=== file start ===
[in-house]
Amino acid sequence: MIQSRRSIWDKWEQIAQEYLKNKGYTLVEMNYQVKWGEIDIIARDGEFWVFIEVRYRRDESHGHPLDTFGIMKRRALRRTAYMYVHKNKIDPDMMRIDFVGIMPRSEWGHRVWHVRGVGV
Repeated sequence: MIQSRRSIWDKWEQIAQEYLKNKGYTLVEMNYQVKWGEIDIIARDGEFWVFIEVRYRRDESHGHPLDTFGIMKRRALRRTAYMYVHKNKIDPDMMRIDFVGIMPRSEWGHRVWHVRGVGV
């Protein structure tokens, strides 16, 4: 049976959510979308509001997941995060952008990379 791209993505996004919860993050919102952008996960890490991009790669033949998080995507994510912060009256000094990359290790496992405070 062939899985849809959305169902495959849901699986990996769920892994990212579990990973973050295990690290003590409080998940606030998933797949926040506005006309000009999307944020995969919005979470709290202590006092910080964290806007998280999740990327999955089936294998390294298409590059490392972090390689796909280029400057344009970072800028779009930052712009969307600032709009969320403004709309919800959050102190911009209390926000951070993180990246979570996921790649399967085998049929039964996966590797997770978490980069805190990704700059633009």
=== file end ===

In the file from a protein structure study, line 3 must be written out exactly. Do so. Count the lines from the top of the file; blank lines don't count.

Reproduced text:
Repeated sequence: MIQSRRSIWDKWEQIAQEYLKNKGYTLVEMNYQVKWGEIDIIARDGEFWVFIEVRYRRDESHGHPLDTFGIMKRRALRRTAYMYVHKNKIDPDMMRIDFVGIMPRSEWGHRVWHVRGVGV